Orchid of the Month: February, 2014
By Bruce Ritter
This month’s “Orchid of the Month” is a bit late, as I was waiting to see what would be in bloom. February was pretty much bloom free for me until the very last week, when my first Dendrobium nobile hybrid of the season bloomed, as did Laelia anceps. I have lots of Dendrobium to come in March (I hope) so let’s take a look at Laelia anceps.
Laelia anceps is a native to Mexico, also found in Guatamala and Honduras. (1) It was imported by Loddiges and Sons nursery in 1835, and described and named by John Lindley, a very familiar name in orchid history.(2) It has been reported to survive temperatures as low as 24° degrees, although in my experience it has died at 26° in my backyard. It comes in many color forms but generally is a light purple/lavender with a darker purple lip. There is an alba form as well. There are, in fact so many different named cultivars available that, if you wanted to have an orchid collection containing nothing but Laelia anceps varieties you could have quite a large number of plants. Add to that the primary hybrids using Laelia anceps, and I suspect you’d have very little room for anything else!
Typically, Laelia anceps blooms in November to January. You’ll note that mine is just coming into bloom in late February. Perhaps this is due to the very cold nights we’ve been having, as well as my dry treatment (see below). I’ve not had the plant long enough to know if this will be a pattern in the future.
Because of Laelia anceps’ cold tolerance, it makes a very good candidate for growing outdoors in our Sacramento climate. In the winter, I do bring my plants to a more protected area, by the side of the house under an overhang, with nearby evergreen trees for additional heat retention. When it gets very cold, like this past winter, I hang some frost cloth around the growing area as well. Except for one frozen flower spike I had no damage to any Laelia anceps this winter,.
Another attribute of Laelia anceps is that it is also very heat tolerant, and temperatures in the low hundreds don’t bother it, as long as humidity is maintained. I like to give it some midday shade to prevent leaf burning, but that has been problematic. Previously, I’ve grown Lealia anceps under the shade of a privet tree, with some additional shade cloth, but I found that it, along with many of my other Cattleya type plants, was not getting enough light, and I had soft growth with reduced bloom. Now I grow it under the shade of my Acacia bailyana tree. Acacias have very finely divided leaves, which allow for good light penetration, but soften the light just enough so that I have not had burning of my plants. I also have a misting system set up to keep the plants cooler, which also serves to raise the humidity. I feed with slow release fertilizer in the spring, and also use Michigan fertilizer every week, diluted to half strength, more or less. I water two times per week during the growing season, about March to September, but as the weather begins to cool I decrease my watering greatly, so that by winter I may water once per month. I have found that my outdoor orchids get through the winter much better with little or no water.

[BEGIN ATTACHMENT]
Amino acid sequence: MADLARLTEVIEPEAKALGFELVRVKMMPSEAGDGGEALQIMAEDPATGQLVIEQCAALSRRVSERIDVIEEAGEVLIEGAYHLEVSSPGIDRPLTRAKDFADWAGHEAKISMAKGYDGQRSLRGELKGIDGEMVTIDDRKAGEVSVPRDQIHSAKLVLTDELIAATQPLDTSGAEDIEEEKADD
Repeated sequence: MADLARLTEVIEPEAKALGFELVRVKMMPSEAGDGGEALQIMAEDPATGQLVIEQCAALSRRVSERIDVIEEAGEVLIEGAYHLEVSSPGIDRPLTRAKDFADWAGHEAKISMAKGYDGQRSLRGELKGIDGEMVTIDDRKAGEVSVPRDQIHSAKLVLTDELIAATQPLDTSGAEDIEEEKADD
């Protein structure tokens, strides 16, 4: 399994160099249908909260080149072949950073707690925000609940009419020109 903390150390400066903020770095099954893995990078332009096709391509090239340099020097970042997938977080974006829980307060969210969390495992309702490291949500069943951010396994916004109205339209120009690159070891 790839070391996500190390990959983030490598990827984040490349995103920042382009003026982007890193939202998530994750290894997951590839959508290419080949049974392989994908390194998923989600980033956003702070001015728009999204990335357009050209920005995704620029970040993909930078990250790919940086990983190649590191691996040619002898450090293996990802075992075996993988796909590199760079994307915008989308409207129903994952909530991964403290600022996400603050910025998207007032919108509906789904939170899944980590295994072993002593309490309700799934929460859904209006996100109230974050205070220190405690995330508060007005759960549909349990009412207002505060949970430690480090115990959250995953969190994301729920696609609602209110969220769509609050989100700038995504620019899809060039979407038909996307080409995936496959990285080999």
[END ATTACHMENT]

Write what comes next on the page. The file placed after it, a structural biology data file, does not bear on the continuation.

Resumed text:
I pot my plants in clay, and use medium to large size Orchiata medium. I’ve often heard that Laelia anceps does best when the roots are allowed to hang freely in the air. In other words, that one should not repot just because the pseudobulb has reached the edge of the pot. I am not so certain that this works so well when the plant is grown in lower humidity, but I’ll reserve my judgment for another season or two. My concern is that, as an outdoor grower, my plants just don’t get the humidity that they would in a greenhouse, even with my misting system. I’ve seen many a root tip with just a tiny tip of green, rather than the long green tips, one half inch or more, found in greenhouse grown plants. As always, we must adjust all cultural advice we get from any growers, including me, to account for our conditions.
There are lots of cold tolerant Cattleya type orchids that can be grown outdoors in Sacramento, and many hybrids have been made between them, creating a plethora of plants that those without greenhouses can enjoy. They survive, and even thrive in our climate, and with a bit of extra protection, you can have an orchid collection that your greenhouse-owning friends will be envious of, especially when they get their electric bill!
1) Santa Barbara Orchid Estate site
2) Australian Orchid Council, Inc.
1) Santa Barbara Orchid Estate
3) Gold Country Orchids